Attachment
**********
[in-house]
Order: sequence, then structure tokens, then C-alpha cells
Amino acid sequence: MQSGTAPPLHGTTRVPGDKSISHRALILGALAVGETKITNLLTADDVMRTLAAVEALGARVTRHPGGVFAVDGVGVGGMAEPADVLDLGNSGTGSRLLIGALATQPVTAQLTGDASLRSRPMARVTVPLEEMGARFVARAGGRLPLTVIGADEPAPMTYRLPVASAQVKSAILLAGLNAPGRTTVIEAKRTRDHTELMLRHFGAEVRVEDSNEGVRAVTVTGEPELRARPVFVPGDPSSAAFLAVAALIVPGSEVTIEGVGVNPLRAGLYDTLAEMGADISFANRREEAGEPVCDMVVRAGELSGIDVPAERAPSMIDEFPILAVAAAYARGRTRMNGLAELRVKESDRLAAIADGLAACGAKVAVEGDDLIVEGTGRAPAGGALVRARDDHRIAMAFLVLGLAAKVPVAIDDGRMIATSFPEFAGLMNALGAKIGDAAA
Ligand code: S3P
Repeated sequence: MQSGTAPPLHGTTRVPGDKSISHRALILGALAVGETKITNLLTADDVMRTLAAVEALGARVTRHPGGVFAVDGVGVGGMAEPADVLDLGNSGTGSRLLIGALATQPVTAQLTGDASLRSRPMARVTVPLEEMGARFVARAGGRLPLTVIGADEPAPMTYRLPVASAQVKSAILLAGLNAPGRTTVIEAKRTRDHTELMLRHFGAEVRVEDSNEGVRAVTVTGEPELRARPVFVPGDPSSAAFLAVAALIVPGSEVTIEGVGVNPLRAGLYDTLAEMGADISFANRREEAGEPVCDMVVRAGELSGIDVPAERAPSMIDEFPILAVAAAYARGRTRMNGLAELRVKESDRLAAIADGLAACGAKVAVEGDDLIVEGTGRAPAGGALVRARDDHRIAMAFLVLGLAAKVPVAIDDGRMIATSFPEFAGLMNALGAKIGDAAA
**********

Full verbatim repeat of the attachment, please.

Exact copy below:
[in-house]
Order: sequence, then structure tokens, then C-alpha cells
Amino acid sequence: MQSGTAPPLHGTTRVPGDKSISHRALILGALAVGETKITNLLTADDVMRTLAAVEALGARVTRHPGGVFAVDGVGVGGMAEPADVLDLGNSGTGSRLLIGALATQPVTAQLTGDASLRSRPMARVTVPLEEMGARFVARAGGRLPLTVIGADEPAPMTYRLPVASAQVKSAILLAGLNAPGRTTVIEAKRTRDHTELMLRHFGAEVRVEDSNEGVRAVTVTGEPELRARPVFVPGDPSSAAFLAVAALIVPGSEVTIEGVGVNPLRAGLYDTLAEMGADISFANRREEAGEPVCDMVVRAGELSGIDVPAERAPSMIDEFPILAVAAAYARGRTRMNGLAELRVKESDRLAAIADGLAACGAKVAVEGDDLIVEGTGRAPAGGALVRARDDHRIAMAFLVLGLAAKVPVAIDDGRMIATSFPEFAGLMNALGAKIGDAAA
Ligand code: S3P
Repeated sequence: MQSGTAPPLHGTTRVPGDKSISHRALILGALAVGETKITNLLTADDVMRTLAAVEALGARVTRHPGGVFAVDGVGVGGMAEPADVLDLGNSGTGSRLLIGALATQPVTAQLTGDASLRSRPMARVTVPLEEMGARFVARAGGRLPLTVIGADEPAPMTYRLPVASAQVKSAILLAGLNAPGRTTVIEAKRTRDHTELMLRHFGAEVRVEDSNEGVRAVTVTGEPELRARPVFVPGDPSSAAFLAVAALIVPGSEVTIEGVGVNPLRAGLYDTLAEMGADISFANRREEAGEPVCDMVVRAGELSGIDVPAERAPSMIDEFPILAVAAAYARGRTRMNGLAELRVKESDRLAAIADGLAACGAKVAVEGDDLIVEGTGRAPAGGALVRARDDHRIAMAFLVLGLAAKVPVAIDDGRMIATSFPEFAGLMNALGAKIGDAAA